Hot gossip of the day: via CRI, our beloved, eternally sunglassed Wong Kar Wai is planning on making a movie "based on moving true events in New Orleans when the city was attacked by Hurricane Katrina last year." He’s hoping to cast Adrien Brody as the lead, but Brody apparently wants to read a final script before committing, and as any WKW-phile knows, he’s shit out of luck if that’s the case.
Also, since this news first appeared in the mostly respectable Hong Kong paper Apple Daily, it probably shouldn’t be labeled as gossip, but this is the third project Wong has announced in recent memory (he’s still attached to "The Lady from Shanghai" with Nicole Kidman and that biopic of Bruce Lee‘s trainer, Ye Wen, with Tony Leung), and given his endearingly dawdling pace of production, we’re not going to hold our breath here.
In the Japan Times, Mark Schilling has a two-fer, reviewing Zhang Yimou‘s latest, "Riding Alone for Thousands of Miles," a distinct departure from the florid wu xia films that have lately given him, for better or worse, international recognition. Schilling likes the film, and also has nothing but praise for "Gratitude," the latest from Jun Ichikawa, who also directed "Tony Takitani."
The award-winning director Aryan Kaganof shot the film entirely on Sony Ericsson W900i mobile phones in 12 days and is editing the 60 hours of footage, blown up to 35 millimetre, into a feature for distribution in May. Asked why he shot the film with mobile phone cameras, Kaganof answered: "Somebody had to do it."
At the New York Times, Ross Johnson chats with Timur Bekmambetov, whose hyped, then delayed Russian horror/fantasy blockbuster "Night Watch" is finally getting released in the US by Fox Searchlight on February 17th. We managed to see the film last week and will hopefully have a full review next, but wanted to say, while we enjoyed it quite a bit, it was also one of the most over-the-top displays of visual effects we’ve ever come across, not unlike having one’s head stuck in a blender filled with dozens of Aphex Twin videos and a handle of vodka.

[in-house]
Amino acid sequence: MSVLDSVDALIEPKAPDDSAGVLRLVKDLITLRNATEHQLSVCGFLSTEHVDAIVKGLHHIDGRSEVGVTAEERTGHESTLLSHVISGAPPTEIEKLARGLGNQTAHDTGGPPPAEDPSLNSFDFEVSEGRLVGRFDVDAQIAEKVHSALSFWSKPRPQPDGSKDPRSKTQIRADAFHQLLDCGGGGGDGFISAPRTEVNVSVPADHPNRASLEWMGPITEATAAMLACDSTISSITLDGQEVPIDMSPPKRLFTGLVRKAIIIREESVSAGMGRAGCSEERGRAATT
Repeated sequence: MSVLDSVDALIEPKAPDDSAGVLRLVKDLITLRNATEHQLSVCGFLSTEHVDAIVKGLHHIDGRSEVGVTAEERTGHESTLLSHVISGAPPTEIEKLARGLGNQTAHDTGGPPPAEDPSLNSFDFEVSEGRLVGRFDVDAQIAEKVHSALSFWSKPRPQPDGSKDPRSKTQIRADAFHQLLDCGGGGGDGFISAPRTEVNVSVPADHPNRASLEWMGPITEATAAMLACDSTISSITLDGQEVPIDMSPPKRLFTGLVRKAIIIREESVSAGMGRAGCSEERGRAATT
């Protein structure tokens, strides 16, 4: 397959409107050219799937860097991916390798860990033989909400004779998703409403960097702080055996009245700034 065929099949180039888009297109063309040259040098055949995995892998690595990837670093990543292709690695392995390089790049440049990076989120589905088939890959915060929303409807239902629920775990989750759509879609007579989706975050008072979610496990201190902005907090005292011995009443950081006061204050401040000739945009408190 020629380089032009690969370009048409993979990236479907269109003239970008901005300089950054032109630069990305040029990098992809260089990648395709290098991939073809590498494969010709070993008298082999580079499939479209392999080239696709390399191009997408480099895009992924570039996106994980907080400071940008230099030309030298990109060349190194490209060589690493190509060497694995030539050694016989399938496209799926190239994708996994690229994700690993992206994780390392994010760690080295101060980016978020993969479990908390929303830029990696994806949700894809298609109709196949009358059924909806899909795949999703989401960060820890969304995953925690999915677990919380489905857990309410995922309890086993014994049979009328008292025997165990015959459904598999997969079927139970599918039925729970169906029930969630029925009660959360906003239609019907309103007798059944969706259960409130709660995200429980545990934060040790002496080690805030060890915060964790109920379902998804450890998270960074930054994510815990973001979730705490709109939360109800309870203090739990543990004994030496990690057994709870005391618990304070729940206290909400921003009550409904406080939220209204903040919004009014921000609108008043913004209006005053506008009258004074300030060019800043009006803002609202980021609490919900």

Also at the Times, Dennis Lim writes that:
"Battle in Heaven," the second feature by the 34-year-old Mexican director Carlos Reygadas, is an anomaly among today’s explicit art films, which often deploy sex more as a stunt than a subversion. In the languid, graphic scenes of fellatio that bookend his movie, what is startling isn’t so much the frankness of the sex as the glaring disparity between the participants: Ana (Anapola Mushkadiz), the attractive young daughter of a general, and Marcos (Marcos HernÃ¡ndez), a homely, obese, middle-age man who is the general’s driver.
"Sympathy for Lady Vengeance," by far our favorite installment of Park Chan-wook‘s celebrated and debated "vengeance trilogy," opens in the UK this week. At the Telegraph, Benjamin Secher interviews Park in his Seoul office.
Two vast noticeboards are nailed across its windows, keeping out most of the natural light. Sprawling across them, artworks, adverts and film posters jostle with snapshots of children, actors and naked women. It’s the kind of chaotic visual index that occasionally appears in films, adorning the walls of a serial killer’s hideout. And there in the middle, right above Park’s desk, is the familiar, doughy face of Tom Hanks.
Finally, at the Independent, Anthony Barnes reports that Robin Hardy, the director of the original 1973 "The Wicker Man," is so unhappy with Neil LaBute‘s upcoming US remake that he’s apparently called his lawyers in an effort to have his name removed from the production (he’s currently listed as a screenwriter).
+ Wong Kar-Wai to Do Hurricane Katrina Inspired Movie (CRI)
+ Master auteurs deliver classics on dealing with impending death (Japan Times)
+ The actors phoned it in… (Sydney Morning Herald)
+ From Russia, With Blood and Shape-Shifters (NY Times)
+ No Plot. No Professional Actors. No Holds Barred. (NY Times)
+ Magnificent obsessive (Telegraph)
+ Director to sue over Hollywood’s new ‘Wicker Man’ (Independent)